But perhaps the most striking illustration of just how frantically we’ve fragmented time and how insistently we’ve imbued the fragments with restlessness comes from an unlikely source — a mid-century social science study published in 1959 under the title “Association of Specific Overt Behavior Pattern with Blood and Cardiovascular Findings,” the validity of which has since failed to hold up against scientific scrutiny but the linguistic legacy of which has only grown in the half-century since: In addition to originating the notion of “hurry sickness,” this study also coined the term “Type A,” which has since planted itself firmly and anxiously in our collective conscience.

Gleick writes:

This magnificently bland coinage, put forward by a pair of California cardiologists in 1959, struck a collective nerve and entered the language. It is a token of our confusion: are we victims or perpetrators of the crime of haste? Are we living at high speed with athleticism and vigor, or are we stricken by hurry sickness?

The cardiologists, Meyer Friedman and Ray Rosenman, listed a set of personality traits which, they claimed, tend to go hand in hand with one another and also with heart disease. They described these traits rather unappealingly, as characteristics about and around the theme of impatience. Excessive competitiveness. Aggressiveness. “A harrying sense of time urgency.” The Type A idea emerged in technical papers and then formed the basis of a popular book and made its way into dictionaries.

The archetypal Type A was a person the researchers called “Paul,” whom they described unambiguously:

A very disproportionate amount of his emotional energy is consumed in struggling against the normal constraints of time. “How can I move faster, and do more and more things in less and less time?” is the question that never ceases to torment him. Paul hurries his thinking, his speech and his movements. He also strives to hurry the thinking, speech, and movements of those about him; they must communicate rapidly and relevantly if they wish to avoid creating impatience in him. Planes must arrive and depart precisely on time for Paul, cars ahead of him on the highway must maintain a speed he approves of, and there must never be a queue of persons standing between him and a bank clerk, a restaurant table, or the interior of a theater. In fact, he is infuriated whenever people talk slowly or circuitously, when planes are late, cars dawdle on the highway, and queues form.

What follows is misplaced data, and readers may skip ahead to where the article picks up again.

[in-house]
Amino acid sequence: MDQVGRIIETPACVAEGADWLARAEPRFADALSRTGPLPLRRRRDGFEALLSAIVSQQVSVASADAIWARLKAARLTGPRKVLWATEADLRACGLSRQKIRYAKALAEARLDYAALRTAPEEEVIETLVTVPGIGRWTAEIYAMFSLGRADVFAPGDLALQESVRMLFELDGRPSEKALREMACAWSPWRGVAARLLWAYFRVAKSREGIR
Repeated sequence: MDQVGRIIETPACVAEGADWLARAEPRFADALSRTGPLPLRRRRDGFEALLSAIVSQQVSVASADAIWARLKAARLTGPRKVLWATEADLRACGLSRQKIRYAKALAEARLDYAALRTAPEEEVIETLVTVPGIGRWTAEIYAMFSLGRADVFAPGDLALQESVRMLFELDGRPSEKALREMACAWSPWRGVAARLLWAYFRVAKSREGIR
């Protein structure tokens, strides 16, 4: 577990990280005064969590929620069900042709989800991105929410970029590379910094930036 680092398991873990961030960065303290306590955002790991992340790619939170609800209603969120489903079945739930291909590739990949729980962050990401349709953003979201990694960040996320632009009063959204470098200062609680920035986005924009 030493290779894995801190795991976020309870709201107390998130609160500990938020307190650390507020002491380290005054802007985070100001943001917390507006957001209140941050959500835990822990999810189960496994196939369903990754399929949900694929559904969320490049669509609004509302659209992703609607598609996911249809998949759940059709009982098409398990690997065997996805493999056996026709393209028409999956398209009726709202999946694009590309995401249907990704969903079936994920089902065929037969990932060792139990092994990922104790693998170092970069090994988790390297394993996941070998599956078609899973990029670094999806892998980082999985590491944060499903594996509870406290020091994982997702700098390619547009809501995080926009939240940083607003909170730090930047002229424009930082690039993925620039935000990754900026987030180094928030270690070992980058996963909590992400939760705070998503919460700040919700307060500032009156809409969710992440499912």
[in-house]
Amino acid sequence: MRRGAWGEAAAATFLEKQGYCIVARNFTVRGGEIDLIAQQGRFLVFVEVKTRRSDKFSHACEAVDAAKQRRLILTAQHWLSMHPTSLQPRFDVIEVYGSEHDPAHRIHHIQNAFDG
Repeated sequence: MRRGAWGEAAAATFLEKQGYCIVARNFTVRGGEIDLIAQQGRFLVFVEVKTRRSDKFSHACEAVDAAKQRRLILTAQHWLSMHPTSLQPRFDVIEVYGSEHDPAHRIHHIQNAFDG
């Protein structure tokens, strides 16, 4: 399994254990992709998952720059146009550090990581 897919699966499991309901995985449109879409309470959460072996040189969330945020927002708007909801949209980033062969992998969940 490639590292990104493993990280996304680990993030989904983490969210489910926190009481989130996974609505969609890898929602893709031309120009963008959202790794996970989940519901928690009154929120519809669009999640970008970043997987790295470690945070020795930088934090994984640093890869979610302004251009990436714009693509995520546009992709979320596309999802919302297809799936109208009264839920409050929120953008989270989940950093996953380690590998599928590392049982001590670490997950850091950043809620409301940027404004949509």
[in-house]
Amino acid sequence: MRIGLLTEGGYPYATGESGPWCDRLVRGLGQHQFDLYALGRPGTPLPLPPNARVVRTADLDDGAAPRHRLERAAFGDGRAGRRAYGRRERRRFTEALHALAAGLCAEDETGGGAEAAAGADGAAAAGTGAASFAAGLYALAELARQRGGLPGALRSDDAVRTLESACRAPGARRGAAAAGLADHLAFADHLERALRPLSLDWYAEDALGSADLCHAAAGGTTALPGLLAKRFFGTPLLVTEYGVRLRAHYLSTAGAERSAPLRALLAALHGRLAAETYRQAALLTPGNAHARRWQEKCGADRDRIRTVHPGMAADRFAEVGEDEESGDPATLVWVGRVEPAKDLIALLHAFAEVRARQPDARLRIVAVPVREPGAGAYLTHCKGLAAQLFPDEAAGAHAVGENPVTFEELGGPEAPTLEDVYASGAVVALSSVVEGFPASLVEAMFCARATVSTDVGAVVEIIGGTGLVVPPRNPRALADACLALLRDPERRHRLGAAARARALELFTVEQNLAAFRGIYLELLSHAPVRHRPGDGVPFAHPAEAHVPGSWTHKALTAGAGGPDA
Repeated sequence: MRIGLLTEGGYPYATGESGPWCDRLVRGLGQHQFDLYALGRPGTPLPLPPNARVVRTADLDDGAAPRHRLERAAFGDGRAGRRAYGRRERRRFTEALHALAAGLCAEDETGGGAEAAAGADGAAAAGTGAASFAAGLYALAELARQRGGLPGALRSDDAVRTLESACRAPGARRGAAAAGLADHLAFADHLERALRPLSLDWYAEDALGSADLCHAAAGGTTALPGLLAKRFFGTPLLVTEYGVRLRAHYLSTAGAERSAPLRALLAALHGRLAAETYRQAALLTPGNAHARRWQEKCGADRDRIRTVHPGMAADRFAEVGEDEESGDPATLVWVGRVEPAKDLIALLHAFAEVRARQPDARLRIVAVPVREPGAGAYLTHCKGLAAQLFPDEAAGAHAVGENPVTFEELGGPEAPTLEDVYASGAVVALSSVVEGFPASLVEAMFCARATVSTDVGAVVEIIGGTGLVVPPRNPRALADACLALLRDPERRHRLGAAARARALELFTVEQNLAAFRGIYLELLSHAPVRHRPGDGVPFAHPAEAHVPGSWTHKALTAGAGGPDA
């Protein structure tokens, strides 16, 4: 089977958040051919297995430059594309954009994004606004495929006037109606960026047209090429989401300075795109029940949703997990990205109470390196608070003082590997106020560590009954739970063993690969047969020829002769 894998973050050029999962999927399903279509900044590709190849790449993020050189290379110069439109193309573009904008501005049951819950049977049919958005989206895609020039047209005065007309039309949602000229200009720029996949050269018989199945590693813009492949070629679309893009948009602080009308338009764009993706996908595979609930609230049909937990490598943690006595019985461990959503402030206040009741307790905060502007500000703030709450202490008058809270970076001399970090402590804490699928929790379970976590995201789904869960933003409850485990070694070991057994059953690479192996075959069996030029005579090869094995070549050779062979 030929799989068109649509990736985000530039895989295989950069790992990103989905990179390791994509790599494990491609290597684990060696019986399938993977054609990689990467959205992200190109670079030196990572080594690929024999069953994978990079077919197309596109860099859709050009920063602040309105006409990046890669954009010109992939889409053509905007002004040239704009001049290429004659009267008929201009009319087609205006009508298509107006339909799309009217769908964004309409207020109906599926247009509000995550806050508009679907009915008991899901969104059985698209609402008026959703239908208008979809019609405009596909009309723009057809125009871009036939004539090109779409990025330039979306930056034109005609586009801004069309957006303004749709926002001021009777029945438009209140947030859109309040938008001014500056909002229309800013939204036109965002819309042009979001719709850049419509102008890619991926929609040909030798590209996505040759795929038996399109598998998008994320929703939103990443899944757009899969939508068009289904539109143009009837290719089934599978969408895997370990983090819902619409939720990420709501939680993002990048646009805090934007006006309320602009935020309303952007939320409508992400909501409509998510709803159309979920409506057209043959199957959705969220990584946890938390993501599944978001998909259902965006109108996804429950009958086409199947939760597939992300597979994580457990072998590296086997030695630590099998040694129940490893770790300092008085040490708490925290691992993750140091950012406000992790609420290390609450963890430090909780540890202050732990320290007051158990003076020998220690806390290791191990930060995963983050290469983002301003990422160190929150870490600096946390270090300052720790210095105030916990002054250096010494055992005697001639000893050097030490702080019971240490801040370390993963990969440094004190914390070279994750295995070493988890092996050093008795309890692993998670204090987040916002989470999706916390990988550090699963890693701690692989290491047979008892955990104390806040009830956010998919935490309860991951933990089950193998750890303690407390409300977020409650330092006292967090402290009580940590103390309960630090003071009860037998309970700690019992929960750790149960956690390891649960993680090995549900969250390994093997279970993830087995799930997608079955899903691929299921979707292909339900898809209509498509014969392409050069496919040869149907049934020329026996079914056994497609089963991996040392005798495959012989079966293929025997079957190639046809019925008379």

Art by Lisbeth Zwerger for a special edition of Alice’s Adventures in Wonderland

The study ultimately didn’t live up to its hypothesis that a Type A personality predisposes to heart disease — the researchers failed to account for various confounds, including the facts that patients in Group A drank, smoked, and ate more than those in Group B. But what it didn’t prove in science it proved in society — the need for a term that confers validity about an experience so prevalent and so intimately familiar to so many. (In her beautiful essay on language and creativity, the poet Jane Hirshfield has written about how, through the language of poetic image, “something previously unformulated (in the most literal sense) comes into the realm of the expressed” until we begin to feel that without its existence “the world’s store of truth would be diminished.”) Gleick writes: